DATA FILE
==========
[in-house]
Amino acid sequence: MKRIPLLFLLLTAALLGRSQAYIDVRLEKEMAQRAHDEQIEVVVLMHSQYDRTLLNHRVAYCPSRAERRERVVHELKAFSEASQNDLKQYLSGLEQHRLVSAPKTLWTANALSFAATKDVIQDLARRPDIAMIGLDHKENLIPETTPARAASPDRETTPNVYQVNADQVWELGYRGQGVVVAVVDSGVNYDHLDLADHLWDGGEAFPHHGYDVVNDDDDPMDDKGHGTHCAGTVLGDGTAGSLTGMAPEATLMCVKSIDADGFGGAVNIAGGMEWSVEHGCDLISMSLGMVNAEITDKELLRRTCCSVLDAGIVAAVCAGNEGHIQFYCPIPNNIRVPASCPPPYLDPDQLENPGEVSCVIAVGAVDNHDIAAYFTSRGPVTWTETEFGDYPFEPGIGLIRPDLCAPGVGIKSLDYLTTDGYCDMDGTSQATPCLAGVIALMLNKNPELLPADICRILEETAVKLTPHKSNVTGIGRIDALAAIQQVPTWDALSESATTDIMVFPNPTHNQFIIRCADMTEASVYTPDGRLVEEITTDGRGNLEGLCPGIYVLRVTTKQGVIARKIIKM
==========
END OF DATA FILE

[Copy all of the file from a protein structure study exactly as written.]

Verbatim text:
[in-house]
Amino acid sequence: MKRIPLLFLLLTAALLGRSQAYIDVRLEKEMAQRAHDEQIEVVVLMHSQYDRTLLNHRVAYCPSRAERRERVVHELKAFSEASQNDLKQYLSGLEQHRLVSAPKTLWTANALSFAATKDVIQDLARRPDIAMIGLDHKENLIPETTPARAASPDRETTPNVYQVNADQVWELGYRGQGVVVAVVDSGVNYDHLDLADHLWDGGEAFPHHGYDVVNDDDDPMDDKGHGTHCAGTVLGDGTAGSLTGMAPEATLMCVKSIDADGFGGAVNIAGGMEWSVEHGCDLISMSLGMVNAEITDKELLRRTCCSVLDAGIVAAVCAGNEGHIQFYCPIPNNIRVPASCPPPYLDPDQLENPGEVSCVIAVGAVDNHDIAAYFTSRGPVTWTETEFGDYPFEPGIGLIRPDLCAPGVGIKSLDYLTTDGYCDMDGTSQATPCLAGVIALMLNKNPELLPADICRILEETAVKLTPHKSNVTGIGRIDALAAIQQVPTWDALSESATTDIMVFPNPTHNQFIIRCADMTEASVYTPDGRLVEEITTDGRGNLEGLCPGIYVLRVTTKQGVIARKIIKM